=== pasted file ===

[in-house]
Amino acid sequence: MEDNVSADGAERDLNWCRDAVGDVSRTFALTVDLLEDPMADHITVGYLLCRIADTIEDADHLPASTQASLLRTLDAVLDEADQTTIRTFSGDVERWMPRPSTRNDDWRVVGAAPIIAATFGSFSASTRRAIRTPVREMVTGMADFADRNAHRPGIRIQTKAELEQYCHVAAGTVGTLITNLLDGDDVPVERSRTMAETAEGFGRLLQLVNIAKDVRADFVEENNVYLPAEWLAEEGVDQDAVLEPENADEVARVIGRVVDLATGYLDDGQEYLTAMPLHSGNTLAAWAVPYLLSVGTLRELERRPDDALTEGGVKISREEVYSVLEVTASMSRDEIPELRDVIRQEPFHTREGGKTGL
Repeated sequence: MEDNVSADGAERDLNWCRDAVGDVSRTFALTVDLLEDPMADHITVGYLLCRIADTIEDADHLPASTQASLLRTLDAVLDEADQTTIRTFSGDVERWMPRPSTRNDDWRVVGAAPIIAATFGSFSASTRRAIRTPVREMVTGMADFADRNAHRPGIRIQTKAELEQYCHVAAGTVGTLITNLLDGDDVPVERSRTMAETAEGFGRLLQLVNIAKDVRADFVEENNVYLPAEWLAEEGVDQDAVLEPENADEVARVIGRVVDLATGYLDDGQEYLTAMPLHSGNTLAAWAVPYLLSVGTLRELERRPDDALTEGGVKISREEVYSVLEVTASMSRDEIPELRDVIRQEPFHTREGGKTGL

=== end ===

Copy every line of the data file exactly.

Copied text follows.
[in-house]
Amino acid sequence: MEDNVSADGAERDLNWCRDAVGDVSRTFALTVDLLEDPMADHITVGYLLCRIADTIEDADHLPASTQASLLRTLDAVLDEADQTTIRTFSGDVERWMPRPSTRNDDWRVVGAAPIIAATFGSFSASTRRAIRTPVREMVTGMADFADRNAHRPGIRIQTKAELEQYCHVAAGTVGTLITNLLDGDDVPVERSRTMAETAEGFGRLLQLVNIAKDVRADFVEENNVYLPAEWLAEEGVDQDAVLEPENADEVARVIGRVVDLATGYLDDGQEYLTAMPLHSGNTLAAWAVPYLLSVGTLRELERRPDDALTEGGVKISREEVYSVLEVTASMSRDEIPELRDVIRQEPFHTREGGKTGL
Repeated sequence: MEDNVSADGAERDLNWCRDAVGDVSRTFALTVDLLEDPMADHITVGYLLCRIADTIEDADHLPASTQASLLRTLDAVLDEADQTTIRTFSGDVERWMPRPSTRNDDWRVVGAAPIIAATFGSFSASTRRAIRTPVREMVTGMADFADRNAHRPGIRIQTKAELEQYCHVAAGTVGTLITNLLDGDDVPVERSRTMAETAEGFGRLLQLVNIAKDVRADFVEENNVYLPAEWLAEEGVDQDAVLEPENADEVARVIGRVVDLATGYLDDGQEYLTAMPLHSGNTLAAWAVPYLLSVGTLRELERRPDDALTEGGVKISREEVYSVLEVTASMSRDEIPELRDVIRQEPFHTREGGKTGL